English Essay - 1984, Eve to her Daughters, Gattaca
1984 by George Orwell, Eve to her Daughters by Judith Wright and “Gattaca” directed by Andrew Niccol are three examples of Utopian literature and explores issues and ideas of their respective context and the time they were written in. All three texts explore key ideas that are indispensable in the construction of a dystopian text. These issues include the devastating and oppressive power of technology and the human spirit. The composers employ a wide range of literary and cinematic techniques to shape meaning in each text, such as lighting, metaphors and structure.
1984 is a novel, written in 1949 by George Orwell which depicts a dark vision of the future where society has been corrupted by the devastating effects of totalitarianism. The repressive nature of technology is a chronic issue explored within most dystopic texts. The citizens of Oceania are interminably bombarded with propaganda which is distributed from the telescreens that are in their rooms. They also serve to monitor the citizens for any signs of thought crime. The propaganda is employed by the Party to hide the shortcomings and failures of the Party by transforming them into military successes. “Remember our boys on the Malabar front! And the sailors in the Floating Fortresses! Just think what they have to put up with.” Orwell’s time with the BBC can be seen as a major influence on his opinions on propaganda. During this time, the BBC spread false hate propaganda and relentlessly censored the news of the despicable polices that the Allied forces employed in German cities, of which including bombings and genocide. This censorship could be a major influence in Orwell’s 1984 as correlations can be drawn between the two events. Also, individual and intellectual thought is crushed by technology such as the telescreens due to the fact that any discordance will be captured by the telescreens and ultimately be crushed by the Thought Police. The individuals in the society are also physically oppressed by the Party. “A person’s own nervous system is his own worst enemy.” This suggests that the Thought Police continually watches for any physical signs of disloyalty and are able to arrest anyone due to the slightest twitch of the face. The oppressive force of technology manifests itself in various characters throughout the text. Individuals like Parson are described as a “beetle-like man with a flat face and tiny, suspicious eyes” comparing him with the automatic and selfless nature of insects. In this way, it is clear to see that the individuality of the citizens have been completely suppressed by technology.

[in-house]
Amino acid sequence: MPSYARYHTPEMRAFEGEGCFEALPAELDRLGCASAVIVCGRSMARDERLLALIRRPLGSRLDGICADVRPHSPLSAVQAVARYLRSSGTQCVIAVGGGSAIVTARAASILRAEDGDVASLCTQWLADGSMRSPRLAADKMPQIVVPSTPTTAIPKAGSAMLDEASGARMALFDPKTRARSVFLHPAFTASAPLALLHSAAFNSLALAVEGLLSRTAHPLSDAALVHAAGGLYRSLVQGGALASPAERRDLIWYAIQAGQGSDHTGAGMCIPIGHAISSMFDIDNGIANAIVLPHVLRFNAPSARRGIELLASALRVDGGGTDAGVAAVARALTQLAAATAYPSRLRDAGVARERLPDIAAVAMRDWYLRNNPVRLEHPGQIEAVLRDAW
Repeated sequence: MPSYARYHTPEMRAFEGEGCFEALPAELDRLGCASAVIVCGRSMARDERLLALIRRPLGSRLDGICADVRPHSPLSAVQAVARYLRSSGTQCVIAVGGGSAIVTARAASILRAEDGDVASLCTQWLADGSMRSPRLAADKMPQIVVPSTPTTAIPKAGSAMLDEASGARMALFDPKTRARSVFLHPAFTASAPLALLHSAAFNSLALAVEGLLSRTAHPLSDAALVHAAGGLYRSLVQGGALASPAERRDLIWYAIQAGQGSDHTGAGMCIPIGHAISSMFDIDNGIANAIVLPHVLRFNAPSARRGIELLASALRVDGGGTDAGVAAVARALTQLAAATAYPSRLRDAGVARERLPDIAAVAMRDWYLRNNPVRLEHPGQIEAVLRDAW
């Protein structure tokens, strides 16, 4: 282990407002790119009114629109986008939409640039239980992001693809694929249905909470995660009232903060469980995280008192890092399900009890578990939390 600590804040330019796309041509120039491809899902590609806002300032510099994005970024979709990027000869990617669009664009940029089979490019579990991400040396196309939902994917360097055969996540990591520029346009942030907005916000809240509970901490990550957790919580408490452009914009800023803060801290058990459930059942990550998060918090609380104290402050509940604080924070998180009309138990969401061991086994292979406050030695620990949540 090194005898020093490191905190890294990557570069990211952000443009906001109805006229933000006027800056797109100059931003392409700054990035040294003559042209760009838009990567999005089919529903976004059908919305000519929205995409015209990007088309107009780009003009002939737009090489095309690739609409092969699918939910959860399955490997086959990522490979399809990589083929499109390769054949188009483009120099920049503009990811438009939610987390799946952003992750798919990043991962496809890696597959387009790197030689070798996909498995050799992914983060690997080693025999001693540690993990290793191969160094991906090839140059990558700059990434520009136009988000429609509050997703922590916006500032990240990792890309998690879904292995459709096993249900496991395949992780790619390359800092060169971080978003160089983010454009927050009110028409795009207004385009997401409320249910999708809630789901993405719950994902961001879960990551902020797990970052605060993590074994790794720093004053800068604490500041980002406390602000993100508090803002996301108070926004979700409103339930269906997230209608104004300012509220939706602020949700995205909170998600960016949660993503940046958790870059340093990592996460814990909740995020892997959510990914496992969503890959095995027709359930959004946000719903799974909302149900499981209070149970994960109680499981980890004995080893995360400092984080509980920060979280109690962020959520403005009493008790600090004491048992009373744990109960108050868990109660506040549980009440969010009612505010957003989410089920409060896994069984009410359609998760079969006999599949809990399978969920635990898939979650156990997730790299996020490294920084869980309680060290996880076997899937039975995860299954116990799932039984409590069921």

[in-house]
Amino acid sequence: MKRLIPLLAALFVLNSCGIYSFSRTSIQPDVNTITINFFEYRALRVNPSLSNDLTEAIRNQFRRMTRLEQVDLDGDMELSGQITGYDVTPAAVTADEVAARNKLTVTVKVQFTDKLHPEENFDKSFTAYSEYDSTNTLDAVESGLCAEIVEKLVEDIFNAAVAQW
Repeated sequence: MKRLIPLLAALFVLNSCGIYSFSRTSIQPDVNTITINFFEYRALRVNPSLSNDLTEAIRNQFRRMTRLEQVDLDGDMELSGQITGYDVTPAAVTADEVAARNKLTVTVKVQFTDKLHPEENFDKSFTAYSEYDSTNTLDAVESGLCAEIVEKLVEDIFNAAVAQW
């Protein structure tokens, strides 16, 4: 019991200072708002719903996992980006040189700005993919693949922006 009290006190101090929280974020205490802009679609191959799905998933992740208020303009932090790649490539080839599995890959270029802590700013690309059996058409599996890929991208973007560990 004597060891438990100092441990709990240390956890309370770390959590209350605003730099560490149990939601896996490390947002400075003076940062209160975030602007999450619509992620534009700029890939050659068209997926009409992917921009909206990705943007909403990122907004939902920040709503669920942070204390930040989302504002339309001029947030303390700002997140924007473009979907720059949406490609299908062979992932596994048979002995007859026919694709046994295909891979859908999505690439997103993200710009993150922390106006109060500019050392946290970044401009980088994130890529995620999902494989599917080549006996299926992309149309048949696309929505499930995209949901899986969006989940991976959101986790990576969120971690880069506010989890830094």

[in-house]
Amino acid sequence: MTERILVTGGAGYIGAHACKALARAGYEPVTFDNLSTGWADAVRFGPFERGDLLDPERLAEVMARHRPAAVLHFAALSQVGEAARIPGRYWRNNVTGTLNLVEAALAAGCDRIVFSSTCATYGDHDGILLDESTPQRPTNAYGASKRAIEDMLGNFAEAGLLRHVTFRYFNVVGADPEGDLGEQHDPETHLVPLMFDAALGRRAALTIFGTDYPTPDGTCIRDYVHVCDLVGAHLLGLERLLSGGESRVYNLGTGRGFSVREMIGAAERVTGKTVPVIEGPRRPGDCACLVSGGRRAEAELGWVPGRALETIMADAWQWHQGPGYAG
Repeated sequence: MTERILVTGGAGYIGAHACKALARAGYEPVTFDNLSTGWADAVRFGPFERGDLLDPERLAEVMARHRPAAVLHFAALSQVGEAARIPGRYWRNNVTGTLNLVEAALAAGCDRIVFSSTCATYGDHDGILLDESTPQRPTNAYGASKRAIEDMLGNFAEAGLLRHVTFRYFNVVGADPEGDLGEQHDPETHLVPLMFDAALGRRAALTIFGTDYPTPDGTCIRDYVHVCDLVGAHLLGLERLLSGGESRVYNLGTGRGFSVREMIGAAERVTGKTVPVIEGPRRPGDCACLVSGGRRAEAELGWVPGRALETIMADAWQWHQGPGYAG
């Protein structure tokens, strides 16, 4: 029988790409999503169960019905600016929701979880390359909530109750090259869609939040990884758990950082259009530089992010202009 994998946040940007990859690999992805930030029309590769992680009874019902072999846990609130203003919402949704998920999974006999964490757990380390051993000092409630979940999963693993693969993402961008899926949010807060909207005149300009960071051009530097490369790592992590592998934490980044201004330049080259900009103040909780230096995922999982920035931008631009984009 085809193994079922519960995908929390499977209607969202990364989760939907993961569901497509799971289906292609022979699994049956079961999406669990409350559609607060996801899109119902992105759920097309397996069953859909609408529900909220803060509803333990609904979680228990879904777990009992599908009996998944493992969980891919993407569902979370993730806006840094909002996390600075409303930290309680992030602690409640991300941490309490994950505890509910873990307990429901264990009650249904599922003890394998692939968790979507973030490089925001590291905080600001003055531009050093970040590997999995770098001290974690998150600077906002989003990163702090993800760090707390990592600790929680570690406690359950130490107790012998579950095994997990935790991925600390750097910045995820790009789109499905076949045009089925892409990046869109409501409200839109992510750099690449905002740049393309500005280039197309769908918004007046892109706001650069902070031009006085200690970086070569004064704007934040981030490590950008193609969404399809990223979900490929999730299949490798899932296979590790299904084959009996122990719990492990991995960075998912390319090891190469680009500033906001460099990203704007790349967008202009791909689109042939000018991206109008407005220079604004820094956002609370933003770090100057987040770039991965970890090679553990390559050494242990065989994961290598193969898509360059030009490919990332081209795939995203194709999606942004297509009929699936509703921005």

Eve to her Daughters is a 1966 poem by Judith Wright which illustrates a utopia as expressed in a male-driven society. It depicts the fall of men, and Adam’s attempts to create a new Utopia on Earth. The poem parodies the arrogant and pretentious world generated by technology, pioneered by a power-hungry, patriarchal society through satire. The second stanza highlights the flawed intrinsic nature of men “He had discovered a flaw in himself and he had to make up for it”, displaying the male ego of Adam. He attempts to create an Earth that would match the Garden of Eden by embracing the effect of technology, “The Earth must be made a new Eden with central heating...mechanical harvesters...combustion engines.” However the natural beauty of the Garden of Eden, which was considered the religious Utopia by people belonging to the Christian faith, was replaced by a far from perfect place, a superficial, male-driven society created through the plight of Adam. The values and ideas expressed in the poem are predominantly influenced by the political context of the poem. The Cold War was a period of tension, conflict and competition between the USA and the USSR and their allies from the mid 1940’s to the 1990s directly after the Second World War. The poem was written in 1966, at a time when the Cold War was reaching...
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